The question you NEED to be asking patients

Asking the right question can be a seemingly simple - yet strategically powerful - way to earn more out of every patient appointment.

It’s quiz time! In thinking about your chairside manner, when would you say is the ideal time to chat with a patient?

A) During treatment, when instruments are in the patient’s mouth.

B) One on one, after the examination is over and the patient is sitting upright.

C) Chat with patients? I don’t do that. 

If your answer is B, you are correct! And if you answered A or C, don’t be discouraged. Your reasons for going to dental school didn’t likely include your love of small talk and self-promotion, but the reality is that patient conversations can have a real impact on your practice’s bottom line. Open lines of communication with patients build loyalty and trust - and can even increase production.

Whether you’re working on a new case, treating an uncomfortable patient or simply facing your own social anxieties, chairside conversations can sometimes feel awkward, so here is one foolproof question to ask that is as simple as it is powerful:

“If there were one thing you could change about your smile, what would it be?”

It’s a straightforward yet open-ended question - and one that’s easy enough to ask.  That’s exactly what makes it so impactful. Having a perfect smile is something that weighs heavily on the minds of patients. Nearly 99 percent of people think their smile is their most important social asset1, a fact that is only compounded with every selfie posted on social media. 

However, another study revealed that more than a third of Americans are unhappy with their smile2 . So, as it turns out, this seemingly simple question can potentially unlock a wealth of knowledge into the mindset and motivations of a patient, benefitting every dentist in these following ways.

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Demonstrate your team’s commitment to each patient outcome

The thought of asking an open-ended question might be intimidating at first. There’s no telling what a patient might respond with, and for a dentist who isn’t supremely confident in his or her communication skills, that can be quite daunting. However, the upside is huge; asking a question like this can lead the patient to reveal so much more valuable information than a simple yes or no answer will ever provide.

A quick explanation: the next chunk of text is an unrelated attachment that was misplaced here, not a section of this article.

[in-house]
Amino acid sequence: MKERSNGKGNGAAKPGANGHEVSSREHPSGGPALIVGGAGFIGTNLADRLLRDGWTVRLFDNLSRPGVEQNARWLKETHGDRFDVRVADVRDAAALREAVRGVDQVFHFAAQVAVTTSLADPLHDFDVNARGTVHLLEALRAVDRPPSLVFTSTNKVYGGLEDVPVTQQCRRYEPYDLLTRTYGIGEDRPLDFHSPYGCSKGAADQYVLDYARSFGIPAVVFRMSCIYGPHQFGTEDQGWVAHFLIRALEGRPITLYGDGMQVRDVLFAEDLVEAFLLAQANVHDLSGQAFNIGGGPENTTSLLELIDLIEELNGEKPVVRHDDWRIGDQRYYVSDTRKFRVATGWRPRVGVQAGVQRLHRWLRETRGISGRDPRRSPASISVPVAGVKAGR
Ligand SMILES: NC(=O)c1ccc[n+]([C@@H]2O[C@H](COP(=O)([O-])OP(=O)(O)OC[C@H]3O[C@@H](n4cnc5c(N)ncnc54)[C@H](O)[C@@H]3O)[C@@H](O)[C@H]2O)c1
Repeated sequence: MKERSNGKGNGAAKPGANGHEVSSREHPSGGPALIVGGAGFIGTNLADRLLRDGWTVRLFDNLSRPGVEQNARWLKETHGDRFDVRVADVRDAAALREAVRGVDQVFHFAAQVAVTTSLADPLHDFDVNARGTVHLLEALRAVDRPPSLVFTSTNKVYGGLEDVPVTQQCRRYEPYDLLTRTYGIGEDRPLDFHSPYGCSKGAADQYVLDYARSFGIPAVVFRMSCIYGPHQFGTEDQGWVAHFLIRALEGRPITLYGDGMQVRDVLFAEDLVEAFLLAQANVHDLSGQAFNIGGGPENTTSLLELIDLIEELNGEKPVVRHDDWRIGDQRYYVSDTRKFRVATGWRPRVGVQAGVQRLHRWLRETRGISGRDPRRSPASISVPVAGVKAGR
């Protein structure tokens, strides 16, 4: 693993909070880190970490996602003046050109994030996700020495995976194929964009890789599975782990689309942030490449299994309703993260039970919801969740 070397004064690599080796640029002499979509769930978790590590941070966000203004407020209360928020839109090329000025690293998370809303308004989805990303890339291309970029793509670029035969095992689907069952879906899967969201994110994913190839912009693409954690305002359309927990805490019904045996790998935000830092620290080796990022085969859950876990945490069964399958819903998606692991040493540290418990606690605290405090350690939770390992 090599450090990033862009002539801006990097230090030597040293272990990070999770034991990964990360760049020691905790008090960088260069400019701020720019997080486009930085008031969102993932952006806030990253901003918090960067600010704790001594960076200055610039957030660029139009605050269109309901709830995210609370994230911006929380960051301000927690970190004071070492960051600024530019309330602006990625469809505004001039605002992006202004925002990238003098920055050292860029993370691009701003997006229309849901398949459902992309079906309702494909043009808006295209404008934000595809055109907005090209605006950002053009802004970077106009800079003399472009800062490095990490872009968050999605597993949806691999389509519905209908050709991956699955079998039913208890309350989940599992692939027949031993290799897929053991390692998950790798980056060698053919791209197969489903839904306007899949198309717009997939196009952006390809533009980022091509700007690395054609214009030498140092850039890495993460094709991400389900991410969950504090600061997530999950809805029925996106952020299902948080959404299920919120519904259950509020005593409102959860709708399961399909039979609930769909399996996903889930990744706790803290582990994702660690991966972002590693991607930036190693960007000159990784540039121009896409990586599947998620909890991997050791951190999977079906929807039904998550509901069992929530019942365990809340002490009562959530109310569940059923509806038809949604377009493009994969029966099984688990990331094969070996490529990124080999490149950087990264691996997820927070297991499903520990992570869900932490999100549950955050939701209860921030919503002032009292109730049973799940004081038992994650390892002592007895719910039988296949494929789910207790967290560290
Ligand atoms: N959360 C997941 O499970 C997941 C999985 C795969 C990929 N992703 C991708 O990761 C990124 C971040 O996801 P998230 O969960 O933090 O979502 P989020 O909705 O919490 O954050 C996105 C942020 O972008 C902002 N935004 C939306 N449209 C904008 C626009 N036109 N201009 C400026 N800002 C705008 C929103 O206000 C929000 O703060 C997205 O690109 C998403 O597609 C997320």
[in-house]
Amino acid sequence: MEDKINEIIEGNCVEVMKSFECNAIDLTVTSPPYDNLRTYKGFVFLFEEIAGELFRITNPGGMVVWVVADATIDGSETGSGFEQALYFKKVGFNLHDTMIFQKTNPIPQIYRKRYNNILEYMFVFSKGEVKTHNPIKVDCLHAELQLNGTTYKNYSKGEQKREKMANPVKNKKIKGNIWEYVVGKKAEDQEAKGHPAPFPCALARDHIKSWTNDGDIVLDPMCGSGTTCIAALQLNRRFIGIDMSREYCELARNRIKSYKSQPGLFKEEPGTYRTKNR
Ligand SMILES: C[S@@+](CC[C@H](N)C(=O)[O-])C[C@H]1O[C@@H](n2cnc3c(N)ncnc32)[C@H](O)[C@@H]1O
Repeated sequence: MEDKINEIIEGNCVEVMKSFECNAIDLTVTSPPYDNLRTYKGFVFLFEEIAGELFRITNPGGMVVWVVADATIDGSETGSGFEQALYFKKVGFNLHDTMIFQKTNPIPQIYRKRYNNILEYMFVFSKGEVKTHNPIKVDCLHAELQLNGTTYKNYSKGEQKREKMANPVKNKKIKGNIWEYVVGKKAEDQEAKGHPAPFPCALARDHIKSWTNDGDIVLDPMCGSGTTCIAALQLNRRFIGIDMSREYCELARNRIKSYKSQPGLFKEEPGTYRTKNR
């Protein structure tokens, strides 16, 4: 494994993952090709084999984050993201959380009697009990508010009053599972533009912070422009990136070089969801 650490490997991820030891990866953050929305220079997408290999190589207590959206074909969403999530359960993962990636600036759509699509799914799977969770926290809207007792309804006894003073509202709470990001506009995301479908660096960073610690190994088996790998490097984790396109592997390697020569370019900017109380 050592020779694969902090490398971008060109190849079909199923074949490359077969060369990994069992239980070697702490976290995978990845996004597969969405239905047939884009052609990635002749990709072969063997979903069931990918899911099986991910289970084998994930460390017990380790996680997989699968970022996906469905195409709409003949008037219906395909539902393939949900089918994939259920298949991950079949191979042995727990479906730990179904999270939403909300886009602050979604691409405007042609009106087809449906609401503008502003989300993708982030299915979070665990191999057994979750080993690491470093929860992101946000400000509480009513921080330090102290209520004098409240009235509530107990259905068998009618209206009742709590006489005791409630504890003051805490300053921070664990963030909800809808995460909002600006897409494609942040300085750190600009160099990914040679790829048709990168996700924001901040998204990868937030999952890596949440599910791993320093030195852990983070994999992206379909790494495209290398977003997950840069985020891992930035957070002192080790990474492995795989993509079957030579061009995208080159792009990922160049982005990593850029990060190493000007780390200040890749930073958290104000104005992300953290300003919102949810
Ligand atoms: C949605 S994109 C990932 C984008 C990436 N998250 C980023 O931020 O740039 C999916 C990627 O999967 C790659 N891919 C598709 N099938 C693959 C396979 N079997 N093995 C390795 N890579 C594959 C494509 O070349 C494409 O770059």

The good news is that this responsibility doesn’t have to fall solely on the dentist’s shoulders. The other clinical members of the dental team also need to have the verbal skills to engage with patients in this manner, and relying on your team is particularly smart if they happen to have more outgoing personalities than yours. 

Asking a question like this also demonstrates to patients that you and your team are completely invested in their outcomes. Instead of rushing them out of the chair when treatment is done, you’re demonstrating how your team is willing to take the time to go the extra mile, and that is exactly what builds long-term loyalty in patients.

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Unlock patients’ internal motivations 

Dental anxieties can cause even normally talkative patients to clam up when they’re in the chair. Asking an open-ended question is a great way to help alleviate fears and draw patients out of their proverbial shells, while also providing you with a rich set of insights into each patient’s mindset. 

When you ask patients a question about what they’d like to change about their smile, they’ll likely respond with something they want, like straighter teeth or a whiter smile, as opposed to something they need. Asking this simple question gives you the opportunity to frame and align your treatment recommendations with their aesthetically-driven desires.

Create more productive patient conversations

Ultimately, by helping patients connect the dots between the dental work you feel they need and the cosmetic outcomes you know will motivate them, you’re more likely to earn their buy-in and get them to say “yes” to your treatment plan. And as you’re able to have this conversation - comfortably and openly - with more and more patients, your case acceptance will likely improve and production will inevitably start to rise, all without spending a dime on marketing to new patients. 

So, next time, instead of absentmindedly killing time talking about the weather, try starting the dentist-patient conversation with a question that actually resonates. You may be surprised by the opportunities a simple question creates.